By Cathy Curtis
Neither drizzle nor downpour deterred the hardy group of foodies and oenophiles, ranging in age from 45 to 80, from enjoying the packed weekend of activities planned for them. Waterproof shoes and rain coats were de rigueur and umbrellas were always at the ready as we toured the historical sites of Sonoma, Healdsburg and the Valley of the Moon, sloshed through vineyards, and hopped on and off the bus to taste the luscious wines of the area.
Unfortunately, not so resilient to the constant rain were the grape vines themselves. The unseasonable early June downpours threatened the new blossoms springing from the vines, causing the farmers and winemakers to worry about crop yields for this year’s vintage. Thankfully, most didn’t expect the rain to affect the quality of the grapes and the wines that will be produced from them. To the veteran farmers and winemakers, weather is just part of the equation.
The history of the area is fascinating and we paid homage to it by visiting the Sonoma Mission, General Vallejo’s house, The Jack London Museum, the Wolf House, and the lovely Queen Anne and Craftsman-style homes of Healdsburg’s historic district. We also made worthwhile stops at The Cornerstone Gardens complex (don’t miss Zipper, a wonderful gift and home accessory shop) and Dry Creek Peach & Produce, a farm located in the heart of Dry Creek Valley, home to deliciously sweet peaches that are grown organically, tree-ripened, hand-picked and packed. Many of the peaches make their way to the plates of some of the finest restaurants in Northern California.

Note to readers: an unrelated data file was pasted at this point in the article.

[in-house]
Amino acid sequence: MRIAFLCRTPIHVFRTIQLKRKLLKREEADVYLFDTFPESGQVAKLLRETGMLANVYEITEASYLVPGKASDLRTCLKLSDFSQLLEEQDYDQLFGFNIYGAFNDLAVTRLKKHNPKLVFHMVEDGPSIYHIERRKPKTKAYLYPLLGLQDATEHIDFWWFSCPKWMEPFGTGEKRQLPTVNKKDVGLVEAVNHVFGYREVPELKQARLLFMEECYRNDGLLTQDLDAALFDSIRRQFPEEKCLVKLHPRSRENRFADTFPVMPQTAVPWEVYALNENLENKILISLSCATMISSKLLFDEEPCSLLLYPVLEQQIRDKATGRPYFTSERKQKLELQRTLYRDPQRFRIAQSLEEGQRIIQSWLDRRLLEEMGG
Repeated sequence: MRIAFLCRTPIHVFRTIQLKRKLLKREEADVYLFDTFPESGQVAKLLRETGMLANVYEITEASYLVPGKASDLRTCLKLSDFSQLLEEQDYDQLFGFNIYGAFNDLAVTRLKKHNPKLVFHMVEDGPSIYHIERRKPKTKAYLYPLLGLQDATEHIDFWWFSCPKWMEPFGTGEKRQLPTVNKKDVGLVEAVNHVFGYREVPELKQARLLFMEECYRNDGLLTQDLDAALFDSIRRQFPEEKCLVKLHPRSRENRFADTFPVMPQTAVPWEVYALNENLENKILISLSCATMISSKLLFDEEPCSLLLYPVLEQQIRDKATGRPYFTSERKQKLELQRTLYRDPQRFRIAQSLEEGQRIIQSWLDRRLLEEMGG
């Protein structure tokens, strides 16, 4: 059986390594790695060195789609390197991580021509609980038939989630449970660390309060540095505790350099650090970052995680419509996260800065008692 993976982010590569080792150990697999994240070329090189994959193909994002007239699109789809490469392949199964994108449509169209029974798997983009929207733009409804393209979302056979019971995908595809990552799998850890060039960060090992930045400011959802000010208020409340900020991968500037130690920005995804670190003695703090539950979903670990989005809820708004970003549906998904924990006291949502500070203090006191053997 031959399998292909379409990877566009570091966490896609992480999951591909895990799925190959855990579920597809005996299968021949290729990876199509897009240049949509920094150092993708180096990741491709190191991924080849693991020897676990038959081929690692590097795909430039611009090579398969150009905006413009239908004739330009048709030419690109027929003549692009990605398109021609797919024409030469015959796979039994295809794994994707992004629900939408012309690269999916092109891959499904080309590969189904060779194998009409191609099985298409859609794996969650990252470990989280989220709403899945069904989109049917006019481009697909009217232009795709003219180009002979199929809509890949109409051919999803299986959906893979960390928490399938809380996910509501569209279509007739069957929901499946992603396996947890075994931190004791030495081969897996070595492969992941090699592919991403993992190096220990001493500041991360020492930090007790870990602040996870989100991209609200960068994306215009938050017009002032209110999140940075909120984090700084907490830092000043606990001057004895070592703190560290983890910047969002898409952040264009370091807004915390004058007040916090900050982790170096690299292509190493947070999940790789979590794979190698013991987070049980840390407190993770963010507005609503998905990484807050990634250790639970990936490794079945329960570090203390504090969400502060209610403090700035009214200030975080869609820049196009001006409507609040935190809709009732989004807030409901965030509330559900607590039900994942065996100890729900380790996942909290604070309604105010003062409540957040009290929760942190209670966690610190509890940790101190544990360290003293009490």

Not to downplay the many pleasures of the region (in addition to the above list we also enjoyed delicious meals at Barndiva, the Dry Creek Kitchen and picnic fare from the charming and historic JimTown Store), but the highlight of the weekend was, of course, the wines―and the people who make and sell them:
MacLeod Family Vineyard, Valley of the Moon